One of the things that I really enjoy about the UK is its diversity. There are mountains to climb, waters to paddle, sleepy towns, bustling cities and a whole bunch of places that simply have a charm of their own.
Since my last blog, we’ve run a BCU 3 Star Sea Assessment, a BCU 4 Star Sea Training, a BCU Coastal Navigation and Tidal Planning, two Simplifying the Roll classes and a Combat Rolling class. We’ve spent some time exploring, and we’ve had a ton of fun.
A group of rollers at Rhoscolyn Beach on Anglesey in Wales.
We worked on all types of rolls in the chilly water.
When rolls are born, smiles emerge.
Richard enjoys the day.
The Combat Rolling class took place at Point Lynas on Anglesey on an incredibly windy day. The headland provided just the right amount of protection from the gale force winds, while still providing enough conditions for the class to run.
In addition to classes, we also had some time for paddling.
Mark and I headed out from Penmon to Puffin Island.
During most of our time on Anglesey we enjoyed gorgeous weather.
Anglesey is well known for its tide races and overfalls, but there are also fantastic rock gardens to explore.
And dramatic slots to paddle through.
Tides and swells moving amongst the rocks can make things interesting.
There are also archways.
And more archways.
Many of the caves have very colorful rock walls.
And many have high ceilings and multiple caverns.
There’s just something about caves.
We headed around “The Stacks” on a gorgeous day.
After a couple of weeks in North Wales, we headed to York, England. York is one of my favorite places in England, and it was great to be back. We stayed in a hotel just outside the city walls and visited St. Peter’s School, the fourth oldest school in the world, and where Mark went to as a teenager, before heading into the heart of the city.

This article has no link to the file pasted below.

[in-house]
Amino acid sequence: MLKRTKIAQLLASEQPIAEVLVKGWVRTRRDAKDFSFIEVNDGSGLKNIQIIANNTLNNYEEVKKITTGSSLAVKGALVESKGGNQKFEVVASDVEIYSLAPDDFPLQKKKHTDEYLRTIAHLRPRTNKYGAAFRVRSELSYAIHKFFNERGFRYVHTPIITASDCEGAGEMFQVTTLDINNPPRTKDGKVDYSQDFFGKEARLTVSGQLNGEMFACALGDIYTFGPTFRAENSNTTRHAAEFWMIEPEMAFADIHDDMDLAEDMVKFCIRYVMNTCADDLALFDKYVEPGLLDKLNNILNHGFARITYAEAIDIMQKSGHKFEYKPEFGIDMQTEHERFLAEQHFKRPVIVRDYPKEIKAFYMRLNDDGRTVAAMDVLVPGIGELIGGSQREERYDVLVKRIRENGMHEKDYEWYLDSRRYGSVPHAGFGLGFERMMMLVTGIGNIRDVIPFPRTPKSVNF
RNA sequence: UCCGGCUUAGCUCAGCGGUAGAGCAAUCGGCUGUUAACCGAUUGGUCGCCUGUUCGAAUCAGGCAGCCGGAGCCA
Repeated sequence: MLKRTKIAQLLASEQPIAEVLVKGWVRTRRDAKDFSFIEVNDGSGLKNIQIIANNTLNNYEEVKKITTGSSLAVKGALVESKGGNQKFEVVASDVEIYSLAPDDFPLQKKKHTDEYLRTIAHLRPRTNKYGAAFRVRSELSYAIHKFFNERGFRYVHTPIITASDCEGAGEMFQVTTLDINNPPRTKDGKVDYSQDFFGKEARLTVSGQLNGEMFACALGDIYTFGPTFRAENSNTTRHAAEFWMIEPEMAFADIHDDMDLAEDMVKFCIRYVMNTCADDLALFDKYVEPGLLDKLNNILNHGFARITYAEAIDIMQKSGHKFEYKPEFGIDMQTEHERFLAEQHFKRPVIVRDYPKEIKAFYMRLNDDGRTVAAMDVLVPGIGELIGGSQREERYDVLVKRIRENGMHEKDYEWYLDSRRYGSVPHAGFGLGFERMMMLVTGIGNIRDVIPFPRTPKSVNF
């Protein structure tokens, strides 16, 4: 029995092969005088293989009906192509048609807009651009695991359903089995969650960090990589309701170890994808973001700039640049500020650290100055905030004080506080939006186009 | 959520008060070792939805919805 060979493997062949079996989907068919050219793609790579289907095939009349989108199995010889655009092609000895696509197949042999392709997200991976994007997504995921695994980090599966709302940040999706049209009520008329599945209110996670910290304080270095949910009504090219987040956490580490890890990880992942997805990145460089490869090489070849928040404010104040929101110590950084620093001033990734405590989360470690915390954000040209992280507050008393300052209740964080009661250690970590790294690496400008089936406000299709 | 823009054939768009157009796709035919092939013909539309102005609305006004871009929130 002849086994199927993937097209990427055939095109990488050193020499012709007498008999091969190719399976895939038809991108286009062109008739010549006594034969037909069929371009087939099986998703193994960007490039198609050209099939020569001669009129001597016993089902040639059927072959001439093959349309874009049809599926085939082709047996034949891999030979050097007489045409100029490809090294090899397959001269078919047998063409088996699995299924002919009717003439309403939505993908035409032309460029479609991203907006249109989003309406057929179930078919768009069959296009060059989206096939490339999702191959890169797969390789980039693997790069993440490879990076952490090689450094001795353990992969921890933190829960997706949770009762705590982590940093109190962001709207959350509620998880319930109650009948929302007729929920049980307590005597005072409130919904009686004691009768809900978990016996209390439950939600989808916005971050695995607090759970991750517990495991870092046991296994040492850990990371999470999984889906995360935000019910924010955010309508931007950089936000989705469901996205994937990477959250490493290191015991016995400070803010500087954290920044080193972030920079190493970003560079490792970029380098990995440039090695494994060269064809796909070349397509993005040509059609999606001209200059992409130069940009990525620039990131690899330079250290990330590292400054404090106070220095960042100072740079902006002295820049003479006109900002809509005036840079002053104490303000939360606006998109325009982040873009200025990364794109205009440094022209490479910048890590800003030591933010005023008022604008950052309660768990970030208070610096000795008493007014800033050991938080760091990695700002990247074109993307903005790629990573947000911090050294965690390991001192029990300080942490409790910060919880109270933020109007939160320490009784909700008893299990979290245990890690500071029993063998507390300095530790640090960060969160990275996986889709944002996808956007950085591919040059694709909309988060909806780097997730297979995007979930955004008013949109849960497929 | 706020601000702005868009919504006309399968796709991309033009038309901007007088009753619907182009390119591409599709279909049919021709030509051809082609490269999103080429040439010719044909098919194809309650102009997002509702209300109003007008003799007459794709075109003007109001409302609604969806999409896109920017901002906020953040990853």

Mark takes a trip down memory lane at St. Peter’s School.
Of course, in a city with so much history, there are bound to be ghosts. We spent an evening at The Golden Fleece, the most haunted licensed premises in York.
And we enjoyed a beer with the resident skeleton.
York Minster is very impressive.
In the evening we went on the Ghost Hunt, which is well worth doing if you ever visit York.
The following day we headed to Whitby, a fishing town on the east coast of England, and at one-time home to the explorer James Cook. Also, Bram Stoker found some inspiration for his novel ‘Dracula’ after staying in Whitby in 1890.
Whitby’s scenic harbor has a unique whale bone shape.
The Abbey sits high on the hill.
All in all, we had a fantastic time in the UK. After leaving, I headed to the East Coast Paddlesports and Outdoor Festival in Charleston, South Carolina (more on that in the next blog), and Mark stuck around in the UK for the Essential Sea Kayak Weekend.
A gorgeous sunset on Trearddur Bay on Anglesey.